Reflections: Then and Now
Submitted by Frank Murphy: July 12, 2011
In the school world, July and August are historically slow paced and uneventful months. During these summer days, taking a break from the regular routines of the work year is the typical thing to do. This time also offers a good opportunity to catch up on work that has been put off for too long.
After a busy school year of posting book installments and topical themes, I have been looking forward to slowing the pace at cityschoolstories.com. My intention is to spend most of my writing time this summer off-line. While doing so, I plan to keep the blog active by reposting some of my favorite pieces from the past year. These will be ones I think are worth saying at least one more time.
I choose today’s selection after reading this post on the Notebook. It relates the results of a 2009 Pennsylvania Department of Education report, which identified dozens of Pennsylvania schools having questionable test score results on the state’s annual assessment test. Twenty-two schools managed by the Philadelphia School District and seven charter schools located in Philadelphia were included on this list. One of the schools identified is the same school I had talked about in an early September installment of Confessions of an Urban Principal. Back then in 2004, I wondered how this school managed to obtain amazing increases in the number of students who scored at the proficient and advanced levels on the PSSA test. Now it appears the Pennsylvania Department of Education is also wondering how this school achieved these results in 2009.
I have reposted my original installment about this school below.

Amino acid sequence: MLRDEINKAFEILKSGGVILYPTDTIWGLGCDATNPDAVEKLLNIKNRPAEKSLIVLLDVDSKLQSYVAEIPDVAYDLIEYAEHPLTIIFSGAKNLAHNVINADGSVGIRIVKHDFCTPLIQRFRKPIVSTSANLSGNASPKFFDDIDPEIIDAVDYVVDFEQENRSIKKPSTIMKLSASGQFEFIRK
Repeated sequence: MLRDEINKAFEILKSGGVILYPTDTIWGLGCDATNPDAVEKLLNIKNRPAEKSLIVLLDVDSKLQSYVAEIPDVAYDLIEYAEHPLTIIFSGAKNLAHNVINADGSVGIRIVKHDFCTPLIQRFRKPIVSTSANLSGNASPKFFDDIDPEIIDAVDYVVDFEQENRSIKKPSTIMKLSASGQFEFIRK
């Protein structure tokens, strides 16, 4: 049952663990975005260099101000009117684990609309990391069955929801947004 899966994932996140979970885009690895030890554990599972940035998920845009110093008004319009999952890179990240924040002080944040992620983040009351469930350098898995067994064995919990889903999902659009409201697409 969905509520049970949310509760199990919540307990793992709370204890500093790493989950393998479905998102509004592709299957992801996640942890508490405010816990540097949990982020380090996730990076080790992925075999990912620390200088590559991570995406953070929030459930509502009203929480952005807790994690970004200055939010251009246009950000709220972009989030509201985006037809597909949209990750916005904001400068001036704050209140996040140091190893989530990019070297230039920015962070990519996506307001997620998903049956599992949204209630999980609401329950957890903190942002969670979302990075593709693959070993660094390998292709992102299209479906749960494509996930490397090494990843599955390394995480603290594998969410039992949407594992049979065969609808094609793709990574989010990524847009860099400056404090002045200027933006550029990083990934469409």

Confessions of an Urban Principal
By Frank Murphy
Yesterday was the first day of school. School District CEO Paul Vallas, Mayor John Street, School Reform Commission Chairman James Nevels and other dignitaries participated in an opening day ceremony at a nearby elementary school in North Philadelphia. This school was chosen as the site for the official “bell ringing” ceremony because of the significant increase in the percentage of its students scoring at the advanced and proficient levels of on the Pennsylvania System of State Assessment (PSSA). In a Philadelphia Daily News article, Mayor Street was quoted as saying, “The schools, students, parents, teachers and staff are proving that with the right attitude and resources, Philadelphia’s schools will excel.”
According to the Daily News, the latest round of state standardized test scores showed that the number of students at this North Philadelphia school scoring at the advanced or proficient level increased in reading from 13.1 % to 70.7 %. In math, the numbers rose from 18.7 % to 46.7 %.
The officials at the ceremony were quite proud of this accomplishment. They pointed out that although the school is in a very poor community, this achievement demonstrates how the dedication of teachers and the effectiveness of school district reforms are making a difference. Only two years ago, the test scores were so low in this school that it was one of the sixty schools targeted for dramatic reform in the district. It was designated as a “restructured school” and began to receive extra support.
I take careful note of the success of this school, whose demographics are so similar to my own. I want to celebrate their success but I am somewhat skeptical of the validity of their achievement. Increasing the percentage of students at the advanced or proficient level in reading by over fifty-seven points in one year is nothing short of a miracle.
Perhaps these percentages were a misprint, I thought. I went to the Pennsylvania Department of Education’s website to check the numbers. What was reported in the newspaper was the same as the information provided by the Department of Education.
The author of Daily News report didn’t reference any of the actions taken at this school in order to achieve these spectacular results. I was interested in knowing what they had done differently than the teachers in my school. It seems that this poor, urban, historically low-achieving school has discovered a reform strategy that we should try to replicate.
If I were the CEO of our district, I surely would want to know how such an accomplishment was made in such a short time. I would want all of my schools to know how to create such growth in student achievement. This is the kind of success the state was looking for when it took control of our district. What is the secret? I wonder why isn’t it being shared with the principals of all of the schools who aren’t making this kind of dramatic test score improvement.